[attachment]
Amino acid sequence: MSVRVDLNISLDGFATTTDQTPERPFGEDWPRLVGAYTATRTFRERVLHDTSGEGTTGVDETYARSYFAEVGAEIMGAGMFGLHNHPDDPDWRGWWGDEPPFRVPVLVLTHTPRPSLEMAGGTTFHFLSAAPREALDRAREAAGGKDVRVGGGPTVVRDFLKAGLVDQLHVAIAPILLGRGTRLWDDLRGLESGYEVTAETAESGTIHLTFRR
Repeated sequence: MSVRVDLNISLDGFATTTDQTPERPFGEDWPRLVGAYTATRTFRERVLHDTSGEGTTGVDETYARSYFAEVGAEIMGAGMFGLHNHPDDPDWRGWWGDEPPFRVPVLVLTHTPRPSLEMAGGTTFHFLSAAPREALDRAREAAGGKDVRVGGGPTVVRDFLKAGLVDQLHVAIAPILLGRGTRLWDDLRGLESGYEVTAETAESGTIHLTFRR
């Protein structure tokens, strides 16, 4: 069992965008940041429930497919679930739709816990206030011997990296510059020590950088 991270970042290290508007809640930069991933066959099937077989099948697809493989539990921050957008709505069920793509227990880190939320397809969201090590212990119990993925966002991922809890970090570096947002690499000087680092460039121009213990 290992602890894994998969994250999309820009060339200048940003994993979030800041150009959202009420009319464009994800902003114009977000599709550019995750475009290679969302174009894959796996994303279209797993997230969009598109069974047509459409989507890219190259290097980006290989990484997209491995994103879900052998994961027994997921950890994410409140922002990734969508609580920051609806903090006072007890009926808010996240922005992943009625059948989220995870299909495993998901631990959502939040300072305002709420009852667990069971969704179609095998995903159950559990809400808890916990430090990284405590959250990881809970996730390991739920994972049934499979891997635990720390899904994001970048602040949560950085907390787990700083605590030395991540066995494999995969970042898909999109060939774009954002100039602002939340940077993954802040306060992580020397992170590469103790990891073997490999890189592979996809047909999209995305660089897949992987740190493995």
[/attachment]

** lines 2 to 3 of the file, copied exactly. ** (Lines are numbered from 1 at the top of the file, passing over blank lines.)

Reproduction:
Repeated sequence: MSVRVDLNISLDGFATTTDQTPERPFGEDWPRLVGAYTATRTFRERVLHDTSGEGTTGVDETYARSYFAEVGAEIMGAGMFGLHNHPDDPDWRGWWGDEPPFRVPVLVLTHTPRPSLEMAGGTTFHFLSAAPREALDRAREAAGGKDVRVGGGPTVVRDFLKAGLVDQLHVAIAPILLGRGTRLWDDLRGLESGYEVTAETAESGTIHLTFRR
């Protein structure tokens, strides 16, 4: 069992965008940041429930497919679930739709816990206030011997990296510059020590950088 991270970042290290508007809640930069991933066959099937077989099948697809493989539990921050957008709505069920793509227990880190939320397809969201090590212990119990993925966002991922809890970090570096947002690499000087680092460039121009213990 290992602890894994998969994250999309820009060339200048940003994993979030800041150009959202009420009319464009994800902003114009977000599709550019995750475009290679969302174009894959796996994303279209797993997230969009598109069974047509459409989507890219190259290097980006290989990484997209491995994103879900052998994961027994997921950890994410409140922002990734969508609580920051609806903090006072007890009926808010996240922005992943009625059948989220995870299909495993998901631990959502939040300072305002709420009852667990069971969704179609095998995903159950559990809400808890916990430090990284405590959250990881809970996730390991739920994972049934499979891997635990720390899904994001970048602040949560950085907390787990700083605590030395991540066995494999995969970042898909999109060939774009954002100039602002939340940077993954802040306060992580020397992170590469103790990891073997490999890189592979996809047909999209995305660089897949992987740190493995």